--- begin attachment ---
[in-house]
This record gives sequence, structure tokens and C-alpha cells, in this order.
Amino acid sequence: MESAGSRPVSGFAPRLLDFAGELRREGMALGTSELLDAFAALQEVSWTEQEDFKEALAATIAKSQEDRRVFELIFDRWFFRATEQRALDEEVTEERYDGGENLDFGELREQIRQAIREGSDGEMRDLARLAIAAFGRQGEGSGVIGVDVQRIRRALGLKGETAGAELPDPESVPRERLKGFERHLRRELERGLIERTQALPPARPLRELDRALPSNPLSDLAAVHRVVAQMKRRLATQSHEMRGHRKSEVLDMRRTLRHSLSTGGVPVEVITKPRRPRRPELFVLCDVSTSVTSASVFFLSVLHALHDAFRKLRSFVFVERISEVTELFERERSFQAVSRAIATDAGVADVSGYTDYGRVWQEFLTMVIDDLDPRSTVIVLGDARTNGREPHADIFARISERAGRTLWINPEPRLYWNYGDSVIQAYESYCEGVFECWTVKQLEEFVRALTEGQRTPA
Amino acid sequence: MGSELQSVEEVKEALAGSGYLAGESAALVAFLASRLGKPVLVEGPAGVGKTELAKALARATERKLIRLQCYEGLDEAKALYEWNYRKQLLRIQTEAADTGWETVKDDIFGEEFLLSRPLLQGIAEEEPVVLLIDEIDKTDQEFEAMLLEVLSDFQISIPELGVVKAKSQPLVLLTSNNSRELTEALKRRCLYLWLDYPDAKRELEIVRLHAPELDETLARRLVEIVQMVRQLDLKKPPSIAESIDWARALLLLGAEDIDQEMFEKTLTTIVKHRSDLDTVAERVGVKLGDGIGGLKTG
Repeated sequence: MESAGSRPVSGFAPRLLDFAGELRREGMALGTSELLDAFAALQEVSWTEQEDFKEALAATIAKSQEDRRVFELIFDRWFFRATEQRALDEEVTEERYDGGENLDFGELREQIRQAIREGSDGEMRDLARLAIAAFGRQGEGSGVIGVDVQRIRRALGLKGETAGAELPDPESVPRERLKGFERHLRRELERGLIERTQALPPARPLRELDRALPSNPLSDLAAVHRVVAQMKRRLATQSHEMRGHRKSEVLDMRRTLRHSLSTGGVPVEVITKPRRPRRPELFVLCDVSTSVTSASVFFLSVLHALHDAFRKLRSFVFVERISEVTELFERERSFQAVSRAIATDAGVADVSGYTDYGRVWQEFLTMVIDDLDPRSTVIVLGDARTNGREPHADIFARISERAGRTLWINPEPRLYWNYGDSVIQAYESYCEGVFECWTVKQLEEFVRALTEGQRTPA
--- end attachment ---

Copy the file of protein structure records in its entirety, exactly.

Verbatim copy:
[in-house]
This record gives sequence, structure tokens and C-alpha cells, in this order.
Amino acid sequence: MESAGSRPVSGFAPRLLDFAGELRREGMALGTSELLDAFAALQEVSWTEQEDFKEALAATIAKSQEDRRVFELIFDRWFFRATEQRALDEEVTEERYDGGENLDFGELREQIRQAIREGSDGEMRDLARLAIAAFGRQGEGSGVIGVDVQRIRRALGLKGETAGAELPDPESVPRERLKGFERHLRRELERGLIERTQALPPARPLRELDRALPSNPLSDLAAVHRVVAQMKRRLATQSHEMRGHRKSEVLDMRRTLRHSLSTGGVPVEVITKPRRPRRPELFVLCDVSTSVTSASVFFLSVLHALHDAFRKLRSFVFVERISEVTELFERERSFQAVSRAIATDAGVADVSGYTDYGRVWQEFLTMVIDDLDPRSTVIVLGDARTNGREPHADIFARISERAGRTLWINPEPRLYWNYGDSVIQAYESYCEGVFECWTVKQLEEFVRALTEGQRTPA
Amino acid sequence: MGSELQSVEEVKEALAGSGYLAGESAALVAFLASRLGKPVLVEGPAGVGKTELAKALARATERKLIRLQCYEGLDEAKALYEWNYRKQLLRIQTEAADTGWETVKDDIFGEEFLLSRPLLQGIAEEEPVVLLIDEIDKTDQEFEAMLLEVLSDFQISIPELGVVKAKSQPLVLLTSNNSRELTEALKRRCLYLWLDYPDAKRELEIVRLHAPELDETLARRLVEIVQMVRQLDLKKPPSIAESIDWARALLLLGAEDIDQEMFEKTLTTIVKHRSDLDTVAERVGVKLGDGIGGLKTG
Repeated sequence: MESAGSRPVSGFAPRLLDFAGELRREGMALGTSELLDAFAALQEVSWTEQEDFKEALAATIAKSQEDRRVFELIFDRWFFRATEQRALDEEVTEERYDGGENLDFGELREQIRQAIREGSDGEMRDLARLAIAAFGRQGEGSGVIGVDVQRIRRALGLKGETAGAELPDPESVPRERLKGFERHLRRELERGLIERTQALPPARPLRELDRALPSNPLSDLAAVHRVVAQMKRRLATQSHEMRGHRKSEVLDMRRTLRHSLSTGGVPVEVITKPRRPRRPELFVLCDVSTSVTSASVFFLSVLHALHDAFRKLRSFVFVERISEVTELFERERSFQAVSRAIATDAGVADVSGYTDYGRVWQEFLTMVIDDLDPRSTVIVLGDARTNGREPHADIFARISERAGRTLWINPEPRLYWNYGDSVIQAYESYCEGVFECWTVKQLEEFVRALTEGQRTPA